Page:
Adobe releases Acrobat X: Solves student portfolio challenges

These aren't your father's PDFs, to steal a phrase from Oldsmobile.
Written by Christopher Dawson, Contributor

Adobe announced the release today of its latest Acrobat document creation software, Acrobat X. It is accompanied by a new version of the reader software, as well, available on all desktop platforms, Android, Blackberry, and Windows Phone 7 (Apple's iOS is conspicuously absent). While the new workflow features are great and the latest in digital signatures lays the groundwork for increasingly paperless schools, the feature that intrigues me the most is the new PDF Portfolio.

Portfolios have special meaning for teachers of special education students, but in all cases, from the most challenged to the most gifted, students increasingly need to build a digital portfolio of their work through their school careers. Many colleges now place far more weight on a portfolio than on SAT scores and an incredibly competitive job market means that recent graduates need to arrive at interviews with compelling examples of their work. For special education students, a well-prepared portfolio can mean the difference between graduating and not receiving a diploma in this era of high-stakes tests.

Acrobat X now has tools built in for managing not just PDF files or even converting multiple formats into a single PDF, but for incorporating files in their native formats into a single container document. Thus, slide decks, photos, YouTube videos, Word documents, and scanned pages can all be managed from within the PDF Portfolio interface. And while users can add metadata to a Word document, for example, the document itself can be extracted and/or edited in Office (retaining the metadata added in Acrobat) or viewed directly within Acrobat.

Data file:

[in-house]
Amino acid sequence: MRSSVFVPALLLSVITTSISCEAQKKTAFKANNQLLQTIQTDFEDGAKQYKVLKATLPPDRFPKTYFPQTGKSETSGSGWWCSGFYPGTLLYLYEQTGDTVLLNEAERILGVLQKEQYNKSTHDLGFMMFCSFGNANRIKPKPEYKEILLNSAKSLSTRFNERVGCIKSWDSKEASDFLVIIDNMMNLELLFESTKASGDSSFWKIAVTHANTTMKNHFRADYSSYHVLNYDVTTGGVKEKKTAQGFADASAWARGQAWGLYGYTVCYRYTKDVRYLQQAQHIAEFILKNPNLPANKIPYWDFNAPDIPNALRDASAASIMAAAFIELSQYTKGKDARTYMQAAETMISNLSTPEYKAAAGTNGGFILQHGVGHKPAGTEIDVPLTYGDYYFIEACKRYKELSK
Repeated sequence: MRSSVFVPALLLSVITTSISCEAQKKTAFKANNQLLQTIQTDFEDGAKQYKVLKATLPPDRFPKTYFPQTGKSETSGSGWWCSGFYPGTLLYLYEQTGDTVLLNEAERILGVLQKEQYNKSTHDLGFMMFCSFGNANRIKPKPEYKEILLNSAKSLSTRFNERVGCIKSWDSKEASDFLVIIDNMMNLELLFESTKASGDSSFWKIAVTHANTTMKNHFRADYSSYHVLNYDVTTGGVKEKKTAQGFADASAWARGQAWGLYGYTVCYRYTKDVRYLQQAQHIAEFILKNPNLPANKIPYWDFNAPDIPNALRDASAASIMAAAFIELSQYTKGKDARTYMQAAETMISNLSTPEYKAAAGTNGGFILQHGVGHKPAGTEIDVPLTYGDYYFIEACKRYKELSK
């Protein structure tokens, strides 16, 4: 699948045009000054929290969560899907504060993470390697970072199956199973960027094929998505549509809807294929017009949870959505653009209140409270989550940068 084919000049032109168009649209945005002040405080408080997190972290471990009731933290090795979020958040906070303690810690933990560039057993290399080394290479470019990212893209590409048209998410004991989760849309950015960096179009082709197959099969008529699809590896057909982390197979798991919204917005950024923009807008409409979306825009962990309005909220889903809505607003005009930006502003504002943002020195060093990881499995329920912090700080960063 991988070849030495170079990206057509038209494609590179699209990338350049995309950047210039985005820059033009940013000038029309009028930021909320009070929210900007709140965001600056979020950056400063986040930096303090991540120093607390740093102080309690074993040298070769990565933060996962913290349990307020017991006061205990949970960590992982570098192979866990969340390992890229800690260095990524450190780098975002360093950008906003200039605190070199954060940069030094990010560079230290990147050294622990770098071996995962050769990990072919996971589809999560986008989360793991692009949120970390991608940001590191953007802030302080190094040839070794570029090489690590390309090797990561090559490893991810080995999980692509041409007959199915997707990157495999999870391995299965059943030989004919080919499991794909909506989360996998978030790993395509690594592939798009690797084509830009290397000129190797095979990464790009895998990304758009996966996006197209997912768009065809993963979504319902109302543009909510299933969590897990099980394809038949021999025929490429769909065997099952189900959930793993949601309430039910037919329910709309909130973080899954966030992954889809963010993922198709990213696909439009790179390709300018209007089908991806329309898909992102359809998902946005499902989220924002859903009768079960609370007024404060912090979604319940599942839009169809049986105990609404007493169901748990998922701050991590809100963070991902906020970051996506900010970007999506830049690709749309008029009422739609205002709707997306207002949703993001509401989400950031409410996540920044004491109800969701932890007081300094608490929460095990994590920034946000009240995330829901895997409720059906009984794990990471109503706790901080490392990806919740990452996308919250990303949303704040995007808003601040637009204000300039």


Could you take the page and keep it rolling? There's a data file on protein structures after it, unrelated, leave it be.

As Adobe explains it on their just-launched Acrobat X site,

Make sure source files are simple to locate, access, and archive. Attach them to any PDF document in their original, native formats, ensuring a more complete document of record.

Acrobat can now support Flash and interactive elements, making PDFs much better, much less static choices for instructors disseminating information to students and for textbook publishers looking to use PDFs for their electronic texts. According to Adobe, users of Acrobat X can,

Quickly bring ideas to life through rich, interactive documents. Insert audio, Flash Player compatible video, and interactive media into PDF files, for seamless playback in Adobe Reader X or Reader 9.

Speaking of Reader X, a welcome tool for students comes in the form of new annotation tools:

Make notes and share your feedback with others by marking up PDF documents using the Sticky Notes and Highlighter tools.

Books? What books? Oh, you mean those things we used to print on dead trees?

If it sounds like I'm gushing, well, I am. Educators spend inordinate amounts of time trying to bring a variety of documents together in a usable form for students. Students, on the other hand, often lack the tools or wherewithal to assemble a meaningful portfolio. And students with special needs often end up without adequate supporting documentation to demonstrate that they have met state standards because portfolio management is so difficult. Acrobat X literally solves all of these problems in a smooth, polished package. Add in features ranging from document automation to SharePoint integration and you have a really powerful tool that just happens to fit the education vertical to a T.

It isn't cheap, of course. This is Adobe we're talking about. Educational licenses of the full Acrobat X Pro (not an upgrade) will run you around $159 a piece. However, for the professor assembling large documents for many students, the reduced copying costs alone will pay for the license. And the giant hug you get from a special education liaison will probably be payment enough, as well. There simply isn't another tool out there that can create documents like Acrobat X can, particularly in a way that resonates so well with the educational marketplace.

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